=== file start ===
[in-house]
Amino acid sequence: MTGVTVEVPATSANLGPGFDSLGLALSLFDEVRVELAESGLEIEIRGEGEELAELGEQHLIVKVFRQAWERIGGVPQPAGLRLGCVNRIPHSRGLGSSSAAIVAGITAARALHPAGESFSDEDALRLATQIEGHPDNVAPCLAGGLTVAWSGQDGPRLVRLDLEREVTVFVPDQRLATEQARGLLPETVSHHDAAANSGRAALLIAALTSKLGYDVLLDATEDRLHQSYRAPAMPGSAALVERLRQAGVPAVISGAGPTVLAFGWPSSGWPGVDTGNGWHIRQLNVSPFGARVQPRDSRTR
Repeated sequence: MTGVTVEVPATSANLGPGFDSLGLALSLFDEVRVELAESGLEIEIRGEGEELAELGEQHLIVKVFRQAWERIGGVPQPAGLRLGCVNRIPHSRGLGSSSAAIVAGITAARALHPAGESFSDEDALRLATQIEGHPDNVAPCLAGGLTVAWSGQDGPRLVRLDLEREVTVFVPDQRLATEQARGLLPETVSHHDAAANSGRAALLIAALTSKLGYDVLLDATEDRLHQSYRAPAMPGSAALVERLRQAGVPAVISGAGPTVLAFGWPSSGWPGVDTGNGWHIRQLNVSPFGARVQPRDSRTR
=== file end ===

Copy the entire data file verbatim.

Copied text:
[in-house]
Amino acid sequence: MTGVTVEVPATSANLGPGFDSLGLALSLFDEVRVELAESGLEIEIRGEGEELAELGEQHLIVKVFRQAWERIGGVPQPAGLRLGCVNRIPHSRGLGSSSAAIVAGITAARALHPAGESFSDEDALRLATQIEGHPDNVAPCLAGGLTVAWSGQDGPRLVRLDLEREVTVFVPDQRLATEQARGLLPETVSHHDAAANSGRAALLIAALTSKLGYDVLLDATEDRLHQSYRAPAMPGSAALVERLRQAGVPAVISGAGPTVLAFGWPSSGWPGVDTGNGWHIRQLNVSPFGARVQPRDSRTR
Repeated sequence: MTGVTVEVPATSANLGPGFDSLGLALSLFDEVRVELAESGLEIEIRGEGEELAELGEQHLIVKVFRQAWERIGGVPQPAGLRLGCVNRIPHSRGLGSSSAAIVAGITAARALHPAGESFSDEDALRLATQIEGHPDNVAPCLAGGLTVAWSGQDGPRLVRLDLEREVTVFVPDQRLATEQARGLLPETVSHHDAAANSGRAALLIAALTSKLGYDVLLDATEDRLHQSYRAPAMPGSAALVERLRQAGVPAVISGAGPTVLAFGWPSSGWPGVDTGNGWHIRQLNVSPFGARVQPRDSRTR